Understanding the Garden seasons(10 Posts)
Hello, I am without doubt a new gardener. I have only experimented with pots and summer bedding until this year, but want to create a haven of "year round interest " in my small postage stamp garden.
However, I am confused with garden season terminology -
I am based in the South, but nearish London (climate - wise)
Prune/ cut back
- Late winter before spring foliage emerges (when is that please?)
A specific month for what constitutes late winter would be great as in the past I have not gone near my back (postage stamp) garden except to look at whether the fence is still there after winds.
I assume the pruning question was an example? Pruning, sowing, planting and harvesting are all very variable. 'Late winter' could be between January and March depending on your location. Nearish London = more likely Jan. Some plants need pruning before the sap rises or they can 'bleed' (to death) - especially grapevines. Or the plant might just waste energy producing shoots you will get rid of. So watch for 'spring foliage' emerging. As soon as I see new shoots on my various Clematis viticellas I prune them to about 18" (even Monty doesn't do metric). The position in the garden can affect the timing of this growth - sunny wall, slightly shaded by hedge etc. I try to wait until the worst of the frosts are over though. It will change from year to year depending on the weather so difficult to be specific - it's all part of the trial and error process of understanding your garden. We're all still learning!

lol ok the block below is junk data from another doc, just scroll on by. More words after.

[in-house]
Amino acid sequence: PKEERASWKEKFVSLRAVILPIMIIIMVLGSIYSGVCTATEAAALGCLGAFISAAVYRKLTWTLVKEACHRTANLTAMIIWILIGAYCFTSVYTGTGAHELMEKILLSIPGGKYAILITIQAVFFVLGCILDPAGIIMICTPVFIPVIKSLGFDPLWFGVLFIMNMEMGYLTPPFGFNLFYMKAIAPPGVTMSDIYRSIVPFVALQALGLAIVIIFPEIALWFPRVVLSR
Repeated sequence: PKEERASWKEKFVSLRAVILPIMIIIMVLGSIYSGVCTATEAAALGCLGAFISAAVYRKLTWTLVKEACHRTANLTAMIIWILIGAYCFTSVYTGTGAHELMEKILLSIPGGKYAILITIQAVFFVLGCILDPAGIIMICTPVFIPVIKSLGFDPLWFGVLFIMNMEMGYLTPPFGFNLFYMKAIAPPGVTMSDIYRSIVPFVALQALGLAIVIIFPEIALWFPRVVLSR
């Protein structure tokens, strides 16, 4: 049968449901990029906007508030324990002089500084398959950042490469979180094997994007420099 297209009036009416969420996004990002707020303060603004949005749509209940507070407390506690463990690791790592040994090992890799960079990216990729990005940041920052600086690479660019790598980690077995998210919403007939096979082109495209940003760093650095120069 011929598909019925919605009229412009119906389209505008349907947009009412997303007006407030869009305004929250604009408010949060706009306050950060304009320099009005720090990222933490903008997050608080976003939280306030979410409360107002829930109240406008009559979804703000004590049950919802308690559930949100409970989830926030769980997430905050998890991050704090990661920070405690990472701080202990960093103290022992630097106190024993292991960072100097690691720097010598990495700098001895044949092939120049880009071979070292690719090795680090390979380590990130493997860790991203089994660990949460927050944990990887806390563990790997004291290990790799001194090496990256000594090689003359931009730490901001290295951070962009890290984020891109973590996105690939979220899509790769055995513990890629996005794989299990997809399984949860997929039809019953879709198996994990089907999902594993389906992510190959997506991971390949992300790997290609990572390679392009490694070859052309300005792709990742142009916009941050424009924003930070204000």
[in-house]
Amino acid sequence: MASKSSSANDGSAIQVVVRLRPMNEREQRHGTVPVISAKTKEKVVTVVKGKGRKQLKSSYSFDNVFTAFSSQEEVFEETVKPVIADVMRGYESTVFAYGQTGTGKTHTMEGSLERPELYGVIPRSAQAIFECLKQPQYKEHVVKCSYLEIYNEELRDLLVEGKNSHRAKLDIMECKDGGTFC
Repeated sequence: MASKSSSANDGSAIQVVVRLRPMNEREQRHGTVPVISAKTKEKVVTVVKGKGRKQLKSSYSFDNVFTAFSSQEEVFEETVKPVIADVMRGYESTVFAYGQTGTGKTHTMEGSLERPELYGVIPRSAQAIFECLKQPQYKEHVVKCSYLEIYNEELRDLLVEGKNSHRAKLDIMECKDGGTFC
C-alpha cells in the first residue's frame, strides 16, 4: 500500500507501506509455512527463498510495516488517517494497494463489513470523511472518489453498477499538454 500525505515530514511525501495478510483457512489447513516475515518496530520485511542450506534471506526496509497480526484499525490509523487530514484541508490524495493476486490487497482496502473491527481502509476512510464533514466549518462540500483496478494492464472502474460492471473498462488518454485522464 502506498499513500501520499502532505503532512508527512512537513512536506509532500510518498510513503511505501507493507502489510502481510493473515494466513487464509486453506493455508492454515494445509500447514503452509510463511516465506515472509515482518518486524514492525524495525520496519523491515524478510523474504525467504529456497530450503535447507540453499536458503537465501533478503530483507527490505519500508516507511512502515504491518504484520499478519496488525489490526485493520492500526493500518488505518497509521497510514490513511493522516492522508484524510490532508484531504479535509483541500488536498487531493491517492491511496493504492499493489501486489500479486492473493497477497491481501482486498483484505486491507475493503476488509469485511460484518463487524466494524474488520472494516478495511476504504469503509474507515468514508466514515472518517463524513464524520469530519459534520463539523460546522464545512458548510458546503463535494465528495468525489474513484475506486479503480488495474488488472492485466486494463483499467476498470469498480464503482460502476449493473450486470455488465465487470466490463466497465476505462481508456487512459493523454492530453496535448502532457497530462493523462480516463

Pruning depends on three things. What type of plant, when it flowers, and what you want to achieve.
With a new garden, it is a good idea to wait and see when your shrubs flower before deciding when to prune. If in doubt don't. More harm is done by over pruning than by leaving things alone.
If things look like they are getting out of hand you can either tie them back or prune quite lightly, this is taking off about a third.
Late winter pruning is open to interpretation. For roses it would mean November, for other plants Like some clematis and some honeysuckle it means February.
If you know what shrubs you have or if you can describe them, we may be able to guide you further. Hope I have not confused you.
I haven't had time to read all this yet - but you cannot set exact timetables, just as in parenting children do not grow up according to the book.
I'll come back sometime.
Thank you for all the responses.
I wrote a long reply, which I lost when I changed screens to look up a plant!
I will be back again to ask more (specific) questions soon.
"late winter" depends on the weather a bit but also daylight hours imo
So dec-feb when the days are
If a very mild winter, prune nov/dec if a terrible frosty winter prune late feb
But look at the plants and trees in your garden. If buds are emerging then spring foliage may be about to unfurl and some springs come early esp in the sheltered sarfeast!
Love the "sarfeast" funnyperson, having done most of my gardening there. Fond memories.
It's taken me years, nearly ten actually, to get to grips with Australian seasons. I can now walk down the road and sagely nod at the late-flowering of strelizia, recognising, this year at least, that winter has been longer. For ages it was utterly mystifying.
It can especially be mystifying in sheltered London gardens where the gardens back onto each other and there is little wind because the tall period housing provides shelter. In those gardens, there is often growth all through the winter!
I would therefore prune Novemberish and plant winter flowering clematis, mahonia, winter jasmine, camellia sasanqua, hellebores and early spring bulbs such as snowdrops, crocuses, for a January/February garden!
So agree about London gardens: a whole micro-climate.
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